Then there is the room devoted to the irresistible soft/stone flesh of babies. This is the story of how sprits and winged cupids of Greek and Roman art transformed themselves into playful Renaissance Putti, and how that same mischief invaded images of the Christ child, creating meltingly lovely marble, stone and terracotta statues of a joyful Mary holding a plump, vivacious child. By the middle of the 15th century this was one of the most reproduced and best selling images in Florence, an early fashion sensation for a growing middle class who wanted to mix devotion and decoration in their new homes.
Like many exhibitions at the Strozzi, The Springtime of the Renaissance works on different levels. You can choose to be simply be stunned by beauty or dig a little deeper into the politics of this remarkable little Italian state that so punched above her weight in the 15th century. But perhaps the thing that really marks this out as a Strozzi experience is the interactivity.
The general director, James Bradburne, has long been on a mission to bring new, younger audiences into art. He understands that when confronted by the tactile wonder of marble or stone, one’s fingers are itching to touch as well as look. There is a story going on throughout the exhibition about the power and importance of our sense of touch. And, in two small rooms off the main galleries, you get a chance to get your hands on some objects; a few lovely little bronze figures from history and some larger plaster casts of well known works, all lying there waiting for your fingertips. For just a moment you can experience the same thrill of those early renaissance collectors as they were sat cradling their exquisite objects and enjoying the sensuality of touch.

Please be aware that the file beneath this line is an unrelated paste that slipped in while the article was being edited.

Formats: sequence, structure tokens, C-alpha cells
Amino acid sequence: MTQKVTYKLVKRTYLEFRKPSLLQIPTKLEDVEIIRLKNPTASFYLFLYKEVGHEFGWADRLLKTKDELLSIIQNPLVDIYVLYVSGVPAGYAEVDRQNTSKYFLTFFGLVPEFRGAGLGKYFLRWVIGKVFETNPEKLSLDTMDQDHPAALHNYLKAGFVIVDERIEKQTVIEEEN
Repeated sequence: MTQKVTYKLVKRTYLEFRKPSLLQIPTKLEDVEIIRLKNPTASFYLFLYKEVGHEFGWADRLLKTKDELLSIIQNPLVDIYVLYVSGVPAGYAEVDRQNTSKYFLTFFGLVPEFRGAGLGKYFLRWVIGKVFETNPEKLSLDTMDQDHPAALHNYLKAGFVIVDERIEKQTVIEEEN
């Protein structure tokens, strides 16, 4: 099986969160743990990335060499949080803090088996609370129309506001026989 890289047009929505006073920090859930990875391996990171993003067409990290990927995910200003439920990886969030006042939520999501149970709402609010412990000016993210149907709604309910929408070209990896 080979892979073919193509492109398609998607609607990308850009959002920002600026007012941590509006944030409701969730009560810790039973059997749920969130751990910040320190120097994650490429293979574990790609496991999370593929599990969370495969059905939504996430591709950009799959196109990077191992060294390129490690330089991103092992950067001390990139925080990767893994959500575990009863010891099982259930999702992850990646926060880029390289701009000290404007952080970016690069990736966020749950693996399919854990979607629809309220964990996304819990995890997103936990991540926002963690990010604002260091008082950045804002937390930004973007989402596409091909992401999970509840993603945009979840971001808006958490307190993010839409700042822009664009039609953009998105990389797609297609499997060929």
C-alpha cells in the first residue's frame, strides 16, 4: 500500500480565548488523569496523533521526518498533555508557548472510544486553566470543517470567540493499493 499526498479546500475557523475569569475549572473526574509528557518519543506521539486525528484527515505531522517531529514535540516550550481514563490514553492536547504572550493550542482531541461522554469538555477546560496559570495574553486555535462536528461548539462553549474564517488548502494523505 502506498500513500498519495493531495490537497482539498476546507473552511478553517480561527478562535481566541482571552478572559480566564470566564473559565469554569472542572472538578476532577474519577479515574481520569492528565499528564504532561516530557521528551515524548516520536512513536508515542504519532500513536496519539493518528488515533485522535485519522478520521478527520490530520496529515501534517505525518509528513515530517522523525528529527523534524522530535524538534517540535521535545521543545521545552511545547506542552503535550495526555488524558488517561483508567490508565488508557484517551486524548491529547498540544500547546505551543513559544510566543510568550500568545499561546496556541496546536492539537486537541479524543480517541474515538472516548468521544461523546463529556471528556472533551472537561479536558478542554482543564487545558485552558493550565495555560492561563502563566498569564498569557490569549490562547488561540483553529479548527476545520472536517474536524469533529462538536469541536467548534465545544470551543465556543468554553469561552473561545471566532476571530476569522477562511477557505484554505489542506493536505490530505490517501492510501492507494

“Close your eyes and see with your fingers” – the sign on the wall exhorts. “Then go out and look again.”
When the weather gets too hot to think, there is always something in the Strozzi to dazzle your senses and get your mind moving again.
The springtime of the Renaissance is on at the Palazzo Strozzi in Florence until August 18th.
As you might have noticed, there is literary spat on going at the moment about whether unlikable women characters in fiction are judged differently from men. It all started with the American writer, Claire Messud, attacking an interviewer who suggested the central figure in her novel The Woman Upstairs was the kind of person you wouldn’t want for a friend, and therefore makes for grim company. Messud sank her teeth into the journalist’s jugular and shook her about a bit to make the point that men don’t get asked this kind of question and that fiction is full of unlikeable men who we follow avidly.